Trends in GHG emissions vary widely according to world region. Global anthropogenic GHG emissions (excluding CO2 emissions or uptake from land use change and forestry and from international bunkers) increased by 28% between 1990 and 2005.4 This increase was lower in OECD countries (+14%) than in BIC countries (Brazil, India, China), where emissions grew by about 70%. However, emissions in some countries - particularly those in Central and Eastern Europe - fell during the same period. Trends for OECD countries are broadly similar even if emissions or uptake from land use change and forestry are included, in which case OECD countries' emissions increased 10% over the period 1990-2005. BIC countries' emissions also increase even more (nearly 110%) if CO2 emissions from land use change and forestry are included.
However, between 1990 and 2005 there were also large variations in these trends within different OECD countries. Emissions in nine OECD countries increased by more than 20% in this period, and eight further OECD countries reported smaller increases. However, emissions in several other OECD countries have decreased since 1990, including Germany, Hungary, Finland, Norway, the Czech Republic and Slovakia, where 2005 emissions were between 67-80% of their 1990 value.

Policy scenarios:
Emission reductions are not only possible; they are also feasible at limited cost. Simulations made by MNP for the OECD Environmental Outlook compare Baseline (no new policy) projections for GHG emissions, global mean temperature and GDP increase with different policy cases of a phased-in carbon tax of USD 25 per tonne of CO2eq (see graph). Costs of a globally applied tax policy starting in 2008 would decrease GDP by only 1% below its "business as usual" level by 2050. Another more radical scenario involves phasing in a global tax to stabilise atmospheric GHG concentrations at 450 ppm CO2eq. This policy reduces climate impact substantially, but has more significant, though manageable, global costs. It is projected to reduce Baseline estimates of GDP by about 0.5% and 2.5% by 2030 and 2050 respectively, amounting to a loss of about 0.1 percentage point a year on average. Aggregate costs of global mitigation (% GDP), with all countries participating, would be lower in the OECD than in the BRIC and ROW countries, underscoring the need for burden-sharing in future agreements.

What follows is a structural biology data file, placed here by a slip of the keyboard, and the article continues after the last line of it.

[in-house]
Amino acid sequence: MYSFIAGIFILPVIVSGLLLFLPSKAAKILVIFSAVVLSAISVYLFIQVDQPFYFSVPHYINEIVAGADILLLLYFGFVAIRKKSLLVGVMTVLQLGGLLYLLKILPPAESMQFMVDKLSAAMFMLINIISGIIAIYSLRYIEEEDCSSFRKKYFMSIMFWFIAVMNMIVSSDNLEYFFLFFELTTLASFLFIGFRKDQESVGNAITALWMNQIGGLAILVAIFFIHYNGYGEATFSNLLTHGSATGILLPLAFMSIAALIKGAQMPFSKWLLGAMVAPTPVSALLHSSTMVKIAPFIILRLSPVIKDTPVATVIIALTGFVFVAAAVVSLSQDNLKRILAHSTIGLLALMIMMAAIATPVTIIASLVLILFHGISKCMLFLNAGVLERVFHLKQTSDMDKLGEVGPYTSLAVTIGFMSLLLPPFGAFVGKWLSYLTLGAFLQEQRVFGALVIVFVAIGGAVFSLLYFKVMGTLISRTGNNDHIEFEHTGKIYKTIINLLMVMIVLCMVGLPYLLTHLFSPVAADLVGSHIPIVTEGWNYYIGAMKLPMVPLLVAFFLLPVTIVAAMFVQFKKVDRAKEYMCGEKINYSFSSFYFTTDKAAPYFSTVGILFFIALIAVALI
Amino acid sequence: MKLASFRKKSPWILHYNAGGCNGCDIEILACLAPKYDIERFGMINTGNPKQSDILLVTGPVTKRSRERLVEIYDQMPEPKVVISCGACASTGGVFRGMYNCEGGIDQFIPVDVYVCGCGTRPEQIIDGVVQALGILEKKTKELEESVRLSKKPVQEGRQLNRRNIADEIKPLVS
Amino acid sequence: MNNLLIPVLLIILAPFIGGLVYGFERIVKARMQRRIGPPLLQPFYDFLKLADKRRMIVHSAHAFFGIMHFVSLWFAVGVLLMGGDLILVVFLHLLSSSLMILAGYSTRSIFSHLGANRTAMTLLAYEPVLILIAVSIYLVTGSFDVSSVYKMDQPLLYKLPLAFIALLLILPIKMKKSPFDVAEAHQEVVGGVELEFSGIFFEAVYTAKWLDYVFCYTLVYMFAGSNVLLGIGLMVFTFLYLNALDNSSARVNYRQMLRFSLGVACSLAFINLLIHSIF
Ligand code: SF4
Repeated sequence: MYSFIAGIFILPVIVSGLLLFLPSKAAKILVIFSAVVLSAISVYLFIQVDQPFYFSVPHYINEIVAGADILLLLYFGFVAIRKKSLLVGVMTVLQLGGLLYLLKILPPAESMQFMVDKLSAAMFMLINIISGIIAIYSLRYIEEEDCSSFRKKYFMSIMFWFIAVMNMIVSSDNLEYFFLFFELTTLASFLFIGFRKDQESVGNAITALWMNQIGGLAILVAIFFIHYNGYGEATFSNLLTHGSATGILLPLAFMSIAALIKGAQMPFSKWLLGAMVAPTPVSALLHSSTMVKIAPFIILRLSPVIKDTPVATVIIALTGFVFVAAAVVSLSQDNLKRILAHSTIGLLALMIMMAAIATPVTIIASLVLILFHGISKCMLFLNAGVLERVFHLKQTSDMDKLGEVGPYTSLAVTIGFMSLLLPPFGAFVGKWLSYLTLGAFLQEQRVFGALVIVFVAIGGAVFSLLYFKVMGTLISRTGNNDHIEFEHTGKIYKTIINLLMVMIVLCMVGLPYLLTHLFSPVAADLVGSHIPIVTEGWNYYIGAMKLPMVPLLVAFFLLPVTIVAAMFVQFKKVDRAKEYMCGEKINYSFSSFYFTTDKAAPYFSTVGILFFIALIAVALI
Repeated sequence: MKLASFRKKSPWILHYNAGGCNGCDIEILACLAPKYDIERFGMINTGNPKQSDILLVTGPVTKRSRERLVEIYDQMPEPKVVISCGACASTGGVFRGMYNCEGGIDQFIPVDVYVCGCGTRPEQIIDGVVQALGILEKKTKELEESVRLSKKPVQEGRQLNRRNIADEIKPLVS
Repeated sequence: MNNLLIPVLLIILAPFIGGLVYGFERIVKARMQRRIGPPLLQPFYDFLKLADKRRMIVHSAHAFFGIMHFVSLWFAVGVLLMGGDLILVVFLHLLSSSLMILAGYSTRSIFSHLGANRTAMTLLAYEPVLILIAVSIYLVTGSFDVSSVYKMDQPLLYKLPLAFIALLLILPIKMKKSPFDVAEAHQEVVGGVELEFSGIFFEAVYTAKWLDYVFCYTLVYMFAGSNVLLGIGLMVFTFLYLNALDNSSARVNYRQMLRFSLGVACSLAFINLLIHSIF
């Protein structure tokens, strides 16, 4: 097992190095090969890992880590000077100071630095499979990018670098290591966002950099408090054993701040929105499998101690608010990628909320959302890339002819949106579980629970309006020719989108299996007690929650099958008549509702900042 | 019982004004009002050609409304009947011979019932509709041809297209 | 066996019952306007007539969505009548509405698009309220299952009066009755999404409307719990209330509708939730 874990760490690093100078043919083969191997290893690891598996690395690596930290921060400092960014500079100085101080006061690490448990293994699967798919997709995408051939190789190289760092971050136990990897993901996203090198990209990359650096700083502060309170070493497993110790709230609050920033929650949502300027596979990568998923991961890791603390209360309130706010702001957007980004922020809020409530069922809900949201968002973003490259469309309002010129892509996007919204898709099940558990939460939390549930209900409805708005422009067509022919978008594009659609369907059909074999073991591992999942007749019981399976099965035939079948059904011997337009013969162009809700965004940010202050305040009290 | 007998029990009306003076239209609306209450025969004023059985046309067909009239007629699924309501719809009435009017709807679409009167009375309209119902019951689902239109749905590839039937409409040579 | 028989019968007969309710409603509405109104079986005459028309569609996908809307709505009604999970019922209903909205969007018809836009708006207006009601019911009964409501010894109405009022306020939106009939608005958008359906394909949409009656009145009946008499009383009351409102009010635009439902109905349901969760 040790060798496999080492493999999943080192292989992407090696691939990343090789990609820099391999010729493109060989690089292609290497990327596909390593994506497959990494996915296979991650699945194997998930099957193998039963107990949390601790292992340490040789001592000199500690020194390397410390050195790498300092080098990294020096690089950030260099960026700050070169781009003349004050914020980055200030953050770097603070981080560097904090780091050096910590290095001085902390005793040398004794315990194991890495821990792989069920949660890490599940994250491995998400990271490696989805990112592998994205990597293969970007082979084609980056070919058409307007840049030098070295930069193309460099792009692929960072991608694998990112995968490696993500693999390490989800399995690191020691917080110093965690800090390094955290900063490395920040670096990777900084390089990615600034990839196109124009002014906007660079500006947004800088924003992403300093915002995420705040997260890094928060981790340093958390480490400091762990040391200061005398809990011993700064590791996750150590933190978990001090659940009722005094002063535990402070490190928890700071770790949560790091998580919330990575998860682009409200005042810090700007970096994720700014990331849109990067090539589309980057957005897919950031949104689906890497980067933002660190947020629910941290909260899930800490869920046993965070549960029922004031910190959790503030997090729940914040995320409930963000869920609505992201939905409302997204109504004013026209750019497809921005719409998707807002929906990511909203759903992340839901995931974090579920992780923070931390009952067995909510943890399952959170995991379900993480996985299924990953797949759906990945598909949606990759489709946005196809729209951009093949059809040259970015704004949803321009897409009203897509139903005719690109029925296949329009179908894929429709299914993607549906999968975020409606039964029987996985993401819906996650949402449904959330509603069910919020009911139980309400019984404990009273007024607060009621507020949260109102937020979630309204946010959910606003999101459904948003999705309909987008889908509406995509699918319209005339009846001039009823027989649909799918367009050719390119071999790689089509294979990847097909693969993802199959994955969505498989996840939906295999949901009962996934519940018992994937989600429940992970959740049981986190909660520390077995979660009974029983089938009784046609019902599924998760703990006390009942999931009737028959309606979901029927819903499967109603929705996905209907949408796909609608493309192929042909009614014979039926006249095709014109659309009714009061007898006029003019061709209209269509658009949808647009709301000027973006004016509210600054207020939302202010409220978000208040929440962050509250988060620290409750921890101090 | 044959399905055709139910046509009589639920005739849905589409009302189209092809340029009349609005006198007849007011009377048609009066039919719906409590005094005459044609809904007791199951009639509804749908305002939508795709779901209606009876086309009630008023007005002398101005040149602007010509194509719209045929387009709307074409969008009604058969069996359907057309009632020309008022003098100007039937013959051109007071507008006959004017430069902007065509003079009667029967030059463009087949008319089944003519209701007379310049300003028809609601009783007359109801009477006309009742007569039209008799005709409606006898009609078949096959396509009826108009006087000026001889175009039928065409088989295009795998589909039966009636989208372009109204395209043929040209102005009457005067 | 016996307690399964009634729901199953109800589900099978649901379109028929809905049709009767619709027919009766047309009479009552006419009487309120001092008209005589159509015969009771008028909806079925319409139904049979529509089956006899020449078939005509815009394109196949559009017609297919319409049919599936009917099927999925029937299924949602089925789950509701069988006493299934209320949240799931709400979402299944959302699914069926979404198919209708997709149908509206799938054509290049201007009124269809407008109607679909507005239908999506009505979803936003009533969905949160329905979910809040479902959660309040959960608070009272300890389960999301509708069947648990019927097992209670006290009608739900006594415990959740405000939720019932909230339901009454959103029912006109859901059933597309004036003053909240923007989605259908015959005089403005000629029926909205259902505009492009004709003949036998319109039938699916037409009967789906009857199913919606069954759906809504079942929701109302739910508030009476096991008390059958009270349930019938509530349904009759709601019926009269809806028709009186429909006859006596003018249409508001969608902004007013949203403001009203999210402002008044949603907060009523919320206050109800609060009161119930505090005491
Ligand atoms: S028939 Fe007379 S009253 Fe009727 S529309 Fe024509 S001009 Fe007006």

Table 1 shows growth in GHG and CO2 emissions for the Baseline and policy cases compared to 2000 emission levels. All of the policy cases, except the OECD 2008 tax, lead to significant emission reductions compared to 2000, with the 450 PPM case showing the greatest reductions in global GHG emissions (-39%), whereas the All 2008 tax case delivers about two-thirds of this emission reduction by 2050. Interestingly the Phased 2030 and Delayed 2020 tax cases significantly reduce emissions from the Baseline but do not deliver absolute emission reductions in 2050. The OECD 2008 tax shows significant reductions in OECD regions (-43%) yet the global emissions still grow by 38% compared to 2000 emission levels (Table 1). The spread of outcomes among these cases demonstrates the importance of full participation by all major emitters and early mitigation efforts if substantial emission reductions are to be achieved by 2050.

Note: The Outlook Baseline uses the UN forecast of population growth to 2050 and estimates that global economic growth will be 2.4% per year (expressed in terms of purchasing power parity or PPP) on average to 2050

1)The OECD Baseline Reference Scenario presents a projection of historical and current trends into the future. This Baseline indicates what the world would be like to 2030 if currently existing policies were maintained, but no new policies were introduced to protect the environment. It is an extension of current trends and developments into the future, and as such it does not reflect major new or different developments in either the drivers of environmental change or environmental pressures. A number of major changes are possible in the future, however, that would significantly alter these projections.

Because the Baseline reflects no new policies, or in other words it is "policy neutral", it is a reference scenario against which simulations of new policies can be introduced and compared. Simulations of specific policy actions to address key environmental challenges were run in the modelling framework. The differences between the Baseline projections and these policy simulations were analysed to shed light on their economic and environmental impacts.